In some cases, they will take items straight away; usually when they come across larger valuables such as a car or if they things you will get rid of/sell goods before paying the debt owed. This often also involves them putting a clamp on your car to stop you driving it.

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Can a High Court enforcement officer break into my house?

Whilst they can try to enter your home to attempt to look for items to take, HCEOs cannot force their way in on their first visit. They cannot use force to push past you, use physical force to prevent you closing the door on them, nor can they climb through an open window or skylight.

If it’s not their first visit to your home, however, and they’re looking to collect items listed in a controlled goods agreement, then force can be used if you don’t pay.

Moreover, if they visit you at your business premises, the rules are different, and they are allowed to use force to break into the property if you refuse to let them in. The officers are expected, however, to give you a reasonable amount of time to allow peaceable entry.

If a HCEO needs to use forced entry to carry out his operations, then they must re-secure the property to the same standard prior to making the forced entry. If the property contains both commercial and residential premises, then the HSEO must treat the premises as a residential property and acquire peaceful entry before being permitted to use force to gain access to either area on subsequent visits.

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What can a high court enforcement officer take?

Items that can be considered assets and that may be taken include any vehicles, equipment, jewellery, stock or other goods that you own. They can only take items owned by you, meaning they cannot any items owned by anyone else living in the same property.

A HCEO is also not able to take any items that are deemed essential for a basic standard of living. This includes such things as bedding, furniture and clothing. This is also the case for any foodstuffs, plants or flowers.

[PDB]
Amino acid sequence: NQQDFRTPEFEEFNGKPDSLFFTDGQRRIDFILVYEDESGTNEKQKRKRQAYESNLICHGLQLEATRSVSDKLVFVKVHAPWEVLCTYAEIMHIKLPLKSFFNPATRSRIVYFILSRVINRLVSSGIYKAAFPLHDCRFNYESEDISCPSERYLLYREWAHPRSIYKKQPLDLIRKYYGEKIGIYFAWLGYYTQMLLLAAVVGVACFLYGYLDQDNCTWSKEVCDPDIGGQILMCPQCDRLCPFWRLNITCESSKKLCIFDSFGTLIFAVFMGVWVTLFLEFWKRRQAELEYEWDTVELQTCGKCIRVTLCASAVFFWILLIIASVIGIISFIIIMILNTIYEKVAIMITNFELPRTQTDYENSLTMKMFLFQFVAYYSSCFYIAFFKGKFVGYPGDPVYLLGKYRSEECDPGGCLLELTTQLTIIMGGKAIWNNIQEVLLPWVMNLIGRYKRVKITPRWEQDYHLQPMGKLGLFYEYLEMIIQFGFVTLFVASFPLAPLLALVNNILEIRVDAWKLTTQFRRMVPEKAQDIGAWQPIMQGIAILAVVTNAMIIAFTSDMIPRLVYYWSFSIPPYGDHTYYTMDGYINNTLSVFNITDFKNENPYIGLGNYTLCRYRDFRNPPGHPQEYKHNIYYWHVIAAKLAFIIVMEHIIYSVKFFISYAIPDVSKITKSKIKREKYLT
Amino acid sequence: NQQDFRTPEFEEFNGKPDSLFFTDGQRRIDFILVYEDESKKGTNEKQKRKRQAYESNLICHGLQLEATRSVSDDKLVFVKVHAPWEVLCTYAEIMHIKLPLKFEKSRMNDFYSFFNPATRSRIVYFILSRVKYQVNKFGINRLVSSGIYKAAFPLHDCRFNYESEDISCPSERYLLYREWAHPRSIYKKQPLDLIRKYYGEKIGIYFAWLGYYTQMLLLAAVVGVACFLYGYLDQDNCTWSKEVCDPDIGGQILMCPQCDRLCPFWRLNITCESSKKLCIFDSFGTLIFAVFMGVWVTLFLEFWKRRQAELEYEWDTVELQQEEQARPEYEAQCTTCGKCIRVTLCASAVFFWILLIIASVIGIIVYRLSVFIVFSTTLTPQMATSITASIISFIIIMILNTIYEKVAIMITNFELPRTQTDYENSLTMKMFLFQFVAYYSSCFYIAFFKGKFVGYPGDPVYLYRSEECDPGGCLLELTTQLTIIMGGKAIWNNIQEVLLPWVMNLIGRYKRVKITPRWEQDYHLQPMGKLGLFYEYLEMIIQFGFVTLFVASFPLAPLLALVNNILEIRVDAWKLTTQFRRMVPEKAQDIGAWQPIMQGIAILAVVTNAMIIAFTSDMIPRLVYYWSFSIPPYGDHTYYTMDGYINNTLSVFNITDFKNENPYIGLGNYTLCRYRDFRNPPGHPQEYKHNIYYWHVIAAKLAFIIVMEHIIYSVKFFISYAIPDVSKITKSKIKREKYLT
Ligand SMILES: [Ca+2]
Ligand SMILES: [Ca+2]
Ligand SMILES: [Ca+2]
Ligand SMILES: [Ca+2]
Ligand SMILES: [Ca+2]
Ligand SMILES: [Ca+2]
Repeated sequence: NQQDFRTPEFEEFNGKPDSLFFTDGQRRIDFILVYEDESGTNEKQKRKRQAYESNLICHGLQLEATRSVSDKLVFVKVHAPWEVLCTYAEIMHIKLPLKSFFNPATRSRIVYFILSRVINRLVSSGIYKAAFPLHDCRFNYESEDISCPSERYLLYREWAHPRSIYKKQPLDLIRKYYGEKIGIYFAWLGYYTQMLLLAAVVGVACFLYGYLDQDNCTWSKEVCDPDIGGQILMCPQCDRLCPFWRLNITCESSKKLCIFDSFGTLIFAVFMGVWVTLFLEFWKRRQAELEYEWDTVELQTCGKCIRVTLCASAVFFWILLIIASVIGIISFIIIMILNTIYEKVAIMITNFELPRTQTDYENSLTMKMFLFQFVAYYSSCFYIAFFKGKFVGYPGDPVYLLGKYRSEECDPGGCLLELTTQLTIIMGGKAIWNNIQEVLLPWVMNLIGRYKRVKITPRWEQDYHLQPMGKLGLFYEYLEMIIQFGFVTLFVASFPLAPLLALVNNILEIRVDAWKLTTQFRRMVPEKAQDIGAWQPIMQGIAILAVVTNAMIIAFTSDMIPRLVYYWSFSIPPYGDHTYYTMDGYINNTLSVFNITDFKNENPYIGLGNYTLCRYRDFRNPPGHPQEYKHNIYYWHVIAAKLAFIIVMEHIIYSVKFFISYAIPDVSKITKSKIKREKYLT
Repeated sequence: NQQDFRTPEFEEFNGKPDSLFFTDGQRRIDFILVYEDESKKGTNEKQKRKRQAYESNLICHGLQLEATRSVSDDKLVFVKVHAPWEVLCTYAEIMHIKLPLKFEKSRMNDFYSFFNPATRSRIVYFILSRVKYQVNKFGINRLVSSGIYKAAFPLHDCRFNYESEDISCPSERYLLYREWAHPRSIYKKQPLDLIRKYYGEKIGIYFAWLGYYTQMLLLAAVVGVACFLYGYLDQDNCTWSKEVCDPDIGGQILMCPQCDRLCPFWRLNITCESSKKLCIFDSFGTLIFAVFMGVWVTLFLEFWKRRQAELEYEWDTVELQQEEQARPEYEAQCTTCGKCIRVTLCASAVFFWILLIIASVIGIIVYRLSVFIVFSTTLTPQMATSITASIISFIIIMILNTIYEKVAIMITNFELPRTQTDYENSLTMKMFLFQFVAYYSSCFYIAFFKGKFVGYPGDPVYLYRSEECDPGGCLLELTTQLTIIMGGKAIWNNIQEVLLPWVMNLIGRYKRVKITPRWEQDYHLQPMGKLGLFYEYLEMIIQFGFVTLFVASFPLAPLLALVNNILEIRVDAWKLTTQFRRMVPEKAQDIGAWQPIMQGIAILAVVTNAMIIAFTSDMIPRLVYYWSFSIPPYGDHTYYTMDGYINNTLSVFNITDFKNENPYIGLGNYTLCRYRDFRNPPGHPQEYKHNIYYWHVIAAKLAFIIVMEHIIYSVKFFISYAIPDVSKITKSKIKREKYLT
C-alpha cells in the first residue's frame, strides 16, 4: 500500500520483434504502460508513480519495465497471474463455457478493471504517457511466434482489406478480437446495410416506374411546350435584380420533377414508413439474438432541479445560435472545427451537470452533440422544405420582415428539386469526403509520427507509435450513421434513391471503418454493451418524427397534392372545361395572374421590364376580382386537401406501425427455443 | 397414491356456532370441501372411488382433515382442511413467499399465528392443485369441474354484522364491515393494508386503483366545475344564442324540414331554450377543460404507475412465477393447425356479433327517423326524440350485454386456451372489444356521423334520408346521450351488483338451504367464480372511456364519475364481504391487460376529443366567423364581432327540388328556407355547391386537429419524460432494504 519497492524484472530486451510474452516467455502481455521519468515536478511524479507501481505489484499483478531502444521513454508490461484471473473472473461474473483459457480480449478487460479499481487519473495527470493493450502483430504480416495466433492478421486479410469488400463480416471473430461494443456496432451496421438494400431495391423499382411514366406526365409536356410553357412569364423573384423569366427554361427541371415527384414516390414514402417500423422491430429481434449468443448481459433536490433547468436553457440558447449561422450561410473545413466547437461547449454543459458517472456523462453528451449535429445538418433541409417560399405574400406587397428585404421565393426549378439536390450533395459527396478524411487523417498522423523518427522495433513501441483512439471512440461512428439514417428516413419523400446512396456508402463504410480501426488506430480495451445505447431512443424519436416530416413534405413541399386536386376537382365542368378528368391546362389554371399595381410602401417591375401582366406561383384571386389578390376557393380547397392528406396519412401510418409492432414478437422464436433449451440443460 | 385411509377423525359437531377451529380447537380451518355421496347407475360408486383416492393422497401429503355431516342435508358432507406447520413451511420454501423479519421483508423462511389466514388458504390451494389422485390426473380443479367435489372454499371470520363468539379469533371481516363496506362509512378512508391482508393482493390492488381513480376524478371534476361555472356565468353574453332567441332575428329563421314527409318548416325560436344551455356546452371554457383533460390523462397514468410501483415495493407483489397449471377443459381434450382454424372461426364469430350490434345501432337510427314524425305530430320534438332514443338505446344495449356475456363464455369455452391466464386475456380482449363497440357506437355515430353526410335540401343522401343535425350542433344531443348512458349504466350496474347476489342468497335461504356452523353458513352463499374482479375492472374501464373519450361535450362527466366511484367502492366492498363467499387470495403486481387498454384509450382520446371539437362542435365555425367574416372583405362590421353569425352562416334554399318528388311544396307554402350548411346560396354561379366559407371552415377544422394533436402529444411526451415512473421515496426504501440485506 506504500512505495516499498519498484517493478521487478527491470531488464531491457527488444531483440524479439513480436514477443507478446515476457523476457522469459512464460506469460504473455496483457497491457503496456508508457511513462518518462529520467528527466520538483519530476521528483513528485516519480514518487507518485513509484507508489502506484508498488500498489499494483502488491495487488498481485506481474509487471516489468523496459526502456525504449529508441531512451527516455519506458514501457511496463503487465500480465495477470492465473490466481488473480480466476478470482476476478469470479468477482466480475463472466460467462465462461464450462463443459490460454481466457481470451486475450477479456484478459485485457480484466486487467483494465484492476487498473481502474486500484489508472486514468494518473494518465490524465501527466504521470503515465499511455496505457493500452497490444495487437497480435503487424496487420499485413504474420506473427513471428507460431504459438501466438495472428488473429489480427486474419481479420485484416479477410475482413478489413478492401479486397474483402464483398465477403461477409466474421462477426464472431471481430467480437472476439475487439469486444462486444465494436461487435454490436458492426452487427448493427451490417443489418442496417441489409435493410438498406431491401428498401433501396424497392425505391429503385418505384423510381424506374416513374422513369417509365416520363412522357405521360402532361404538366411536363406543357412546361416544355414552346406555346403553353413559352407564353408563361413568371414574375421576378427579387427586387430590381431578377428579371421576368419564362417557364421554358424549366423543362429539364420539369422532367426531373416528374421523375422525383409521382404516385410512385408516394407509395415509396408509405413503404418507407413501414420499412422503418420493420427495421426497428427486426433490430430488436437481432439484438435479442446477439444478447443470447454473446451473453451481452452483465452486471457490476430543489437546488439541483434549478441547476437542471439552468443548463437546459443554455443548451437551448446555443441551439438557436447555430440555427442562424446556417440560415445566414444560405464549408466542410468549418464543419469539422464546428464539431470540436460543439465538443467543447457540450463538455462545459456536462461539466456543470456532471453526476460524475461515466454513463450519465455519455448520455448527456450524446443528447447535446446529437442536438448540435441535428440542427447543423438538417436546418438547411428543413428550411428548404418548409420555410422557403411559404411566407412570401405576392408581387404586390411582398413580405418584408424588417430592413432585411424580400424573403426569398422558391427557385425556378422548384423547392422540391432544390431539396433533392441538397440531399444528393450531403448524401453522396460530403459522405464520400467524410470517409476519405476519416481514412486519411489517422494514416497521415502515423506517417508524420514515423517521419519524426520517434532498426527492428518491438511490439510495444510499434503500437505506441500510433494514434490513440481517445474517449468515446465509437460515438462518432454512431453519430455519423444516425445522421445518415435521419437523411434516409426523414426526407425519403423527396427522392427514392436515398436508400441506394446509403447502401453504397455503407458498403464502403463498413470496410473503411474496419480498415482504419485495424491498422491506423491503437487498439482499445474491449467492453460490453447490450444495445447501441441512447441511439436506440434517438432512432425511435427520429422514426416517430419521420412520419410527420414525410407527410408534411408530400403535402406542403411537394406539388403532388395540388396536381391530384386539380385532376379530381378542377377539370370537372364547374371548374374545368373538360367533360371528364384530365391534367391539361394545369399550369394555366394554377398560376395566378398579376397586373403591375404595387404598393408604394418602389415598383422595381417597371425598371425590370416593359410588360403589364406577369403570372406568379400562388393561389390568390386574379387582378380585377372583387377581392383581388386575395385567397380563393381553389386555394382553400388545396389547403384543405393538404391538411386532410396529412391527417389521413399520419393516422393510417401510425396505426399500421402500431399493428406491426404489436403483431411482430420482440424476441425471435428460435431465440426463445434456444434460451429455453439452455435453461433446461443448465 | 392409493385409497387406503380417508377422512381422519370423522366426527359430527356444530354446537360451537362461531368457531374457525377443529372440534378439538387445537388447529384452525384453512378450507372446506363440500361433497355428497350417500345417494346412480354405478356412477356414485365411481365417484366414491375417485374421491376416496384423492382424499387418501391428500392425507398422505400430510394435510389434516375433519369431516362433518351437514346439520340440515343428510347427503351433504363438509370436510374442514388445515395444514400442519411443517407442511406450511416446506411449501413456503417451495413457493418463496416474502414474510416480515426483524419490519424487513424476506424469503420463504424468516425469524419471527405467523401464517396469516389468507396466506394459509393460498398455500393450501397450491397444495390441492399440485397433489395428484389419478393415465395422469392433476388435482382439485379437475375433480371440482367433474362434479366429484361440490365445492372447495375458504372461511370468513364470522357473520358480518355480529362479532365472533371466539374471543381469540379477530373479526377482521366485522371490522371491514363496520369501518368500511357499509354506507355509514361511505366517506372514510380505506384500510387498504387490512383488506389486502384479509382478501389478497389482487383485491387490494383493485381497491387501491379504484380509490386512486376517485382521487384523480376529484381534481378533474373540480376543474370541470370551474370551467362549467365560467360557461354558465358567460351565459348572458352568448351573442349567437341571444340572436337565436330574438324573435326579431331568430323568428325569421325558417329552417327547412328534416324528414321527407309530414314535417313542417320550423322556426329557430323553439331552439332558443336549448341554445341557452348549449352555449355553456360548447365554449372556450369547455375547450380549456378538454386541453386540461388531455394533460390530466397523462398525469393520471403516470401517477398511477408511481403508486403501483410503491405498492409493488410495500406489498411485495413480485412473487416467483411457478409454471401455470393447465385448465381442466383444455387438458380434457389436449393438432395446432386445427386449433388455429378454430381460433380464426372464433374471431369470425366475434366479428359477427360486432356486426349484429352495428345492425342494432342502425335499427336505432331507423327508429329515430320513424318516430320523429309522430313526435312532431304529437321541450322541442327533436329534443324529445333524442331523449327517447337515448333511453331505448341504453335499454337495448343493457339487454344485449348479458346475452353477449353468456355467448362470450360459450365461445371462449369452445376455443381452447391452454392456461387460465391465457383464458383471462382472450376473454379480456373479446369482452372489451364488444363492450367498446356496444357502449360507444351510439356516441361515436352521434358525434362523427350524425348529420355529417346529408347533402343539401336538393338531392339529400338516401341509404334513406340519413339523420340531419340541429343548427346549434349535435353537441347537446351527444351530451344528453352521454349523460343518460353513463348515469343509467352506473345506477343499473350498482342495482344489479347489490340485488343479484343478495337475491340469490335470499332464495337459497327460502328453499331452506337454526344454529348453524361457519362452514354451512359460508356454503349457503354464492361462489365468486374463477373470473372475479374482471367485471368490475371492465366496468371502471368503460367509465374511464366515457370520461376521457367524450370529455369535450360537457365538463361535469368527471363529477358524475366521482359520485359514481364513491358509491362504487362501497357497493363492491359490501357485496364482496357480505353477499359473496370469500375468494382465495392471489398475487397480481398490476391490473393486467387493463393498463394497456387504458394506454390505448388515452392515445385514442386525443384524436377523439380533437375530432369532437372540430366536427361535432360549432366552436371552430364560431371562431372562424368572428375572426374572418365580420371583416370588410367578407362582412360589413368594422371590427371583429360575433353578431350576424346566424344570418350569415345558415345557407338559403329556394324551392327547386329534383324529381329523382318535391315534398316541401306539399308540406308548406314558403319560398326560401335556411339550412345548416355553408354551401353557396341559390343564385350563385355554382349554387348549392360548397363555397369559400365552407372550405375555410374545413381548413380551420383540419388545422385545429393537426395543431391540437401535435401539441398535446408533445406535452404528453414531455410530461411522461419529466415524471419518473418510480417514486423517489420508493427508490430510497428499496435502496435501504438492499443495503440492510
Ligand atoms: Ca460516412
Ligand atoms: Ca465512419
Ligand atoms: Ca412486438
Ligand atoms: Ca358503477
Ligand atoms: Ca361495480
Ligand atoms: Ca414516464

If you’re self-employed, a HCEO cannot take any tools that you need to operate your business up to the value of £1,350. This includes tools, vehicles, books, computers and other items that are solely used for business operation.

Lastly, a HCEO cannot take any goods or assets that are under a hire purchase agreement or that are leased or rented to the defendant. These are not classed as items that you own outright and therefore are not cannot be taken to be sold at auction. This includes all leased cars or white goods such as your fridge or washing machine.

What fees can High Court enforcement officers charge?

Unfortunately, if your debt has reached the enforcement stage then all agents will add fees to your existing balance. However, the ones charged by HCEOs are usually higher than most as they are set by law.

You’ll be charged £75 just for the sending of your notice of enforcement letter. They then add £190 + 7.5% of the balance over £1,000 on their first visit.

If you don’t make any arrangement to pay back what you owe, then £495 will be added to your balance. This is also the case if you make an arrangement but then fail to stick to it.

In cases where the officers have to come back a second time to collect goods, then you’ll see £525 + 7.5% of the balance over £1,000. Moreover, should goods be taken, you’ll be charged for any storage or auction fees.

What should I do if I’m contacted by a High Court Enforcement Officer?

How you handle the situation when you’re contacted by a HCEO will depend on your situation. This will understandably be a stressful time, but it’s important to deal with it as soon as possible.

If you can afford to pay the debt in full at the time of your notice of enforcement, then you should do so straight away. That way, you’ll be able to keep any additional costs to a minimum.

Otherwise, you’ll need to make an offer to pay back what you owe in instalments. To do this you’ll need to send it in writing to both the creditor and the HCEO.

It’s important to also send a copy of your income and expenditure as evidence of your affordability. Once you have done this, you should start making payments at your offered rate, even if they haven’t agreed yet.

Should they refuse what you offer, then you may need to try and increase what you can pay. This is especially important if they have already visited you and created a controlled goods agreement.

How can I stop High Court enforcement officers?

For those who aren’t able to come to an agreement with the HCEOs, it is possible to apply to the court for a ‘stay of execution’, which still stop any action against you.

However, this is a lot harder than stopping County Court bailiffs – who usually collect CCJs – and the court won’t necessarily agree to this.

If you’ve been contacted by High Court enforcement officers, call us today on 0808 2234 102 for free and confidential advice. We can work through your debts from the moment you contact us and find a solution that works for you, regardless of your situation.